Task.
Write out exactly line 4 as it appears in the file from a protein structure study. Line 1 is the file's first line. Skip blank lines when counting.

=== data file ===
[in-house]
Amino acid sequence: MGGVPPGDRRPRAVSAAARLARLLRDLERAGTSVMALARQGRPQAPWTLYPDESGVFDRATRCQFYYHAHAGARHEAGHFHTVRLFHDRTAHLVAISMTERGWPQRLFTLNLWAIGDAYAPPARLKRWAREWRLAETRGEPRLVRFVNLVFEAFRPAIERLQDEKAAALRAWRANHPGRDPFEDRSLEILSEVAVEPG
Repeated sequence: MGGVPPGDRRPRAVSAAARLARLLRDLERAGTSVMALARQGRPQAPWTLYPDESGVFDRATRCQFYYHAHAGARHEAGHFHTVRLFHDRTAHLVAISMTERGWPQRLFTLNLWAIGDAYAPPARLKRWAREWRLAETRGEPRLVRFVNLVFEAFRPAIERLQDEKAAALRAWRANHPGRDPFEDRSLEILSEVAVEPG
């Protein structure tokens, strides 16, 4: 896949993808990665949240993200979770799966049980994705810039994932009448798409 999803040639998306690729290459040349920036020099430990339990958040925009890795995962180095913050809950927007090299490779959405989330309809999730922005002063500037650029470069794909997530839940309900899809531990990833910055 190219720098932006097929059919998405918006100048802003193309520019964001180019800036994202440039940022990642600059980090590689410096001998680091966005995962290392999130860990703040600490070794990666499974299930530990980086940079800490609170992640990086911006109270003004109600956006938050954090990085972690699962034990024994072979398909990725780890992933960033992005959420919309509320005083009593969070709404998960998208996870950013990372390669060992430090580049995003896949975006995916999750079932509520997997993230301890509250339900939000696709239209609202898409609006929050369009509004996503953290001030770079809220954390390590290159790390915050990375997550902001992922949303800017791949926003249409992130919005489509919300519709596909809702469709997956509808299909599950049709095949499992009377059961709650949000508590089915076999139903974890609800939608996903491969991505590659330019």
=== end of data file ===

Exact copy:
């Protein structure tokens, strides 16, 4: 896949993808990665949240993200979770799966049980994705810039994932009448798409 999803040639998306690729290459040349920036020099430990339990958040925009890795995962180095913050809950927007090299490779959405989330309809999730922005002063500037650029470069794909997530839940309900899809531990990833910055 190219720098932006097929059919998405918006100048802003193309520019964001180019800036994202440039940022990642600059980090590689410096001998680091966005995962290392999130860990703040600490070794990666499974299930530990980086940079800490609170992640990086911006109270003004109600956006938050954090990085972690699962034990024994072979398909990725780890992933960033992005959420919309509320005083009593969070709404998960998208996870950013990372390669060992430090580049995003896949975006995916999750079932509520997997993230301890509250339900939000696709239209609202898409609006929050369009509004996503953290001030770079809220954390390590290159790390915050990375997550902001992922949303800017791949926003249409992130919005489509919300519709596909809702469709997956509808299909599950049709095949499992009377059961709650949000508590089915076999139903974890609800939608996903491969991505590659330019």